Financial Sector Assessment

Rakesh Mohan Deputy Governor Reserve Bank of India and Chairman, CFSA

What is an FSAP? 
The Financial Sector Assessment Program is an IMF-World Bank initiative 
A comprehensive health check of the financial system A review of strengths, vulnerabilities and weaknesses Measures compliance with international financial standards and codes Initiated after the1997 Asian financial crisis

Presentation Outline
Part I: The FSAP and Self-Assessment A. Background and Timing B. Macroeconomic Outlook and Vulnerabilities C. Stability Assessment & Stress Testing Part II: Lessons and Issues from the Assessment D-F. Financial Institutions, Markets and Infrastructure G. Transparency and Developmental Issues Part III: Transparent Reporting H. Peer Reviewers¶ Comments I. CFSA and Advisory Panels ± Some Differences Part IV: Conclusions and Concerns J. Summary of Assessment K. Main Concerns


Part I The FSAP and Self-Assessment 4 .

Background and Timing 5 .A.

emphasis by the G-20 6 . reviewed again in 2005 Set up CFSA in 2006 India among the first country to undertake comprehensive and holistic self-assessment of financial sector Post-crisis.Background and Timing (1) The Story So Far IMF-WB FSAP in 2001. self-assessment of international standards and codes in 2002.

Background and Timing (2) Overview of Self-Assessment Approach and Methodology Pillar I Macro-prudential surveillance and financial stability analysis Pillar II Legal and institutional frameworks review Pillar III International financial standards and codes: assessment and status of implementation 7 .

RBI. IRDA. SEBI. other agencies  Involvement of experts: advisory panels  Peer reviews: Impartiality  Learning and capacity-building: involvement of professionals  Execution  Complex issues ± approach with humility  Broad directions instead of specifics in the current context  Focus on Transparent Reporting : Differing opinions of CFSA and Panels covered in the report 8 .Background and Timing (3) The Process  Benefits  Composition of CFSA: ownership and commitment  Regulatory cooperation: GoI.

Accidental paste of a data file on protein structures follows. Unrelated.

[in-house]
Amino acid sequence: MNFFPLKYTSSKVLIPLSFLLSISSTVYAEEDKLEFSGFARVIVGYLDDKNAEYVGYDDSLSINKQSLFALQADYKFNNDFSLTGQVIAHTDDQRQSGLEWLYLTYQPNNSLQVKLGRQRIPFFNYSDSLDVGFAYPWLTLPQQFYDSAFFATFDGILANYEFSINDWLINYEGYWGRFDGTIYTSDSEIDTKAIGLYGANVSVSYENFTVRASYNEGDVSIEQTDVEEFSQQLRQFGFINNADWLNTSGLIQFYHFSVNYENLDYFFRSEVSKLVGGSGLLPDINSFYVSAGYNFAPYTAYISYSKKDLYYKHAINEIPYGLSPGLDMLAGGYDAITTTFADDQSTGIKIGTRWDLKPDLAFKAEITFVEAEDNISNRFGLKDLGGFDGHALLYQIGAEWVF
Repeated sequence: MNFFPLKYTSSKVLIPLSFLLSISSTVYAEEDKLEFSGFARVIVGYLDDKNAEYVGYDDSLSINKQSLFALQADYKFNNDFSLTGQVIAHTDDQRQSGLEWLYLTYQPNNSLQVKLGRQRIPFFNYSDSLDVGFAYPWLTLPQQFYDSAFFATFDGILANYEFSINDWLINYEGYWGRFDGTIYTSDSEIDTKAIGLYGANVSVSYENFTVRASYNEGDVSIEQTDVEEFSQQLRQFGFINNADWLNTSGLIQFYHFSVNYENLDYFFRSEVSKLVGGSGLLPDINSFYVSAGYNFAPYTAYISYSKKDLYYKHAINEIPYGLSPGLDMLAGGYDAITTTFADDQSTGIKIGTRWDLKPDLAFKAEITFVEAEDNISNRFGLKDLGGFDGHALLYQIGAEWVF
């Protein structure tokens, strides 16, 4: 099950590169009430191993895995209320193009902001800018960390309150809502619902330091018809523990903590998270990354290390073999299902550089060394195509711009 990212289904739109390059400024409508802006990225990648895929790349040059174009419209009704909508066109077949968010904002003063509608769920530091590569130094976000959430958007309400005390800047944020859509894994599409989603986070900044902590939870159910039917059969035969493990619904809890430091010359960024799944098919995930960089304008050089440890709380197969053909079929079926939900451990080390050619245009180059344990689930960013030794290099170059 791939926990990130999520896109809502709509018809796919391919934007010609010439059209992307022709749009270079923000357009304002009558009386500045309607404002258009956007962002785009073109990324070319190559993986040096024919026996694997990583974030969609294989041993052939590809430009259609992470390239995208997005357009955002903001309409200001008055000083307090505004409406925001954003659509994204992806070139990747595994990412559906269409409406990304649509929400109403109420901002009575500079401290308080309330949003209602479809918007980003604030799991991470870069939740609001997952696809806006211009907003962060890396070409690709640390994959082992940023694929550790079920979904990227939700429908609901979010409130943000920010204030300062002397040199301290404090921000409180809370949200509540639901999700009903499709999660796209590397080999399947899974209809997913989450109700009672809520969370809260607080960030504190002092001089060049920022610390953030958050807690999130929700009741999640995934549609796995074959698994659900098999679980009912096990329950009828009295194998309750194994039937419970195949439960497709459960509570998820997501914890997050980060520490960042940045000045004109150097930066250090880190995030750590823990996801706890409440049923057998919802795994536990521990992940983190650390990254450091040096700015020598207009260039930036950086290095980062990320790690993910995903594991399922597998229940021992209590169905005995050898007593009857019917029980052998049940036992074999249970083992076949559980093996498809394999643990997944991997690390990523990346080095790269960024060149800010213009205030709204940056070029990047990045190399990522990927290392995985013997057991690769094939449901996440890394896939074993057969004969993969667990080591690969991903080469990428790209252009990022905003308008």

B. Macroeconomic Outlook and Vulnerabilities 9 .

Macroeconomic Outlook and Vulnerabilities (1) The Growth Story Growth in recent period contributed by several factors High domestic demand Productivity Credit growth High levels of savings and investment Current global financial crisis: shift from benign outlook to one of uncertainty 8 %+ growth sustainable in the medium-term due to high demand. deceleration in the short-term 10 .

Macroeconomic Outlook and Vulnerabilities (2) Pressing Challenges Need for revival of growth in agriculture Address restoration of the fiscal reform path Continuation of financial sector consolidation and development Address the infrastructure deficit Complement bank financing with bond market development Insurance and pension reforms FCAC desirable. but with concomitant macroeconomic and market developments 11 .

C. Stability Assessment and Stress Testing 12 .

Stability Assessment and Stress Testing (1) Main Findings Financial Institutions Commercial Banks: financially robust NBFCs and HFCs: healthy financial indicators Some financing concerns UCBs and RRBs: improvements in financials governance concerns Rural Co-operative Sector significant weaknesses 13 .

Broad improvement in the postreform period 2000 11.7 12.5 48.0 2.0 12.1 13.9 14 Financial Soundness Indicators CRAR Gross NPAs to Gross Advances Net NPAs to Net Advances Return on Total Assets Return on Equity Efficiency (Cost Income) Ratio .4 1.Stability Assessment and Stress Testing (2) Financial Soundness Indicators  Commercial Banks .7 61.1 7.1 1.2 2008 13.1 0.